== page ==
Creating a story about disease and illness is difficult to say the least. The writer walks a fine line between sounding like a medical textbook and not realizing the full potential of those patients’ stories. This is where the strength of this story lies. Lauren McKellar details the ups and downs of dealing with a hereditary disease with incredible respect and sensitivity. She approaches the emotional and physical trials with honesty and in doing so forges an understanding between the characters and the reader. She is fearless in her story telling, binding me to her characters and investing me in their ultimate happiness. The Problem With Crazy is not the end of the story, but it doesn’t end on a huge cliffhanger. Thank goodness. I’m not sure my heart could take it. This beautiful book will take you on an emotional ride. It is heart-wrenching and hopeful. It will steal your breath and breathe life into the pages. It will satisfy you and leave you wanting more.
Dad was crouched down in the corner, sitting in a pile of dust. A grin stretched from cheek to cheek. Aside from the empty cans scattered around him, he looked normal. There was no blood, no limbs bent at an unnatural angle.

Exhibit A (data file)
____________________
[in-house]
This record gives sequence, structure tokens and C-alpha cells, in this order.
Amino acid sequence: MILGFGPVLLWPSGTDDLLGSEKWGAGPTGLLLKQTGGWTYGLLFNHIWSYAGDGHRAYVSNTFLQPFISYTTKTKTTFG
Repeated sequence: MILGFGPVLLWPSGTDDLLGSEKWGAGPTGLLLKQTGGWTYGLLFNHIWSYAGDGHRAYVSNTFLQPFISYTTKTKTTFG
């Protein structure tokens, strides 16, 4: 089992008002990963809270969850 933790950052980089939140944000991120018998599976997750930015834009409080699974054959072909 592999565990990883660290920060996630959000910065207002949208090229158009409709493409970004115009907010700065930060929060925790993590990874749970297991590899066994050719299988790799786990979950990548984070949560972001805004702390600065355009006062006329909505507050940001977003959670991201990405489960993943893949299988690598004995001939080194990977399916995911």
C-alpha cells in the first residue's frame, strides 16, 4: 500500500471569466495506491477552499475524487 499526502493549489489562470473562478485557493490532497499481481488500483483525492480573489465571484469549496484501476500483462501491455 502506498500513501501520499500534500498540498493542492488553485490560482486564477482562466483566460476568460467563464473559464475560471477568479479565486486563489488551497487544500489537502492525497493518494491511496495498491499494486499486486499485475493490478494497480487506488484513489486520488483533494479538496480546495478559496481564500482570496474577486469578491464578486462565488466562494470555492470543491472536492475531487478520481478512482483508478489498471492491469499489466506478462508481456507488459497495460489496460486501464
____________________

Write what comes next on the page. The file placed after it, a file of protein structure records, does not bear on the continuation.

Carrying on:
But his leg was kicking, tiny jerks into space, just like the genetics counsellor had warned me about.
Over and over and over.
The air clawed at my throat, stopping me from breathing. My chest closed in, constricted.
This wasn’t my father.
I pushed past Mum and bolted out into the yard again until I was in the opposite corner. I was desperate for air, taking big, needy gulps of it. I couldn’t do this. I couldn’t do this. I jerked my foot out and kicked a paling on our brown wooden fence, as hard as I could.
My toes curled up in pain and I hopped around, biting my lip and cursing. Even through my shoe, it hurt. It hurt so damn much.
But at least this was a pain that was real.
At least it wasn’t the pain churning inside of me, eating me alive slowly in its wishy-washy fashion. This pain was a release: short, sharp and loaded with hate. And it was sweet.
Check out the rest of the Crazy in Love series:
Eleven Weeks (Crazy in Love #2)
The Problem with Heartache (Crazy in Love #3)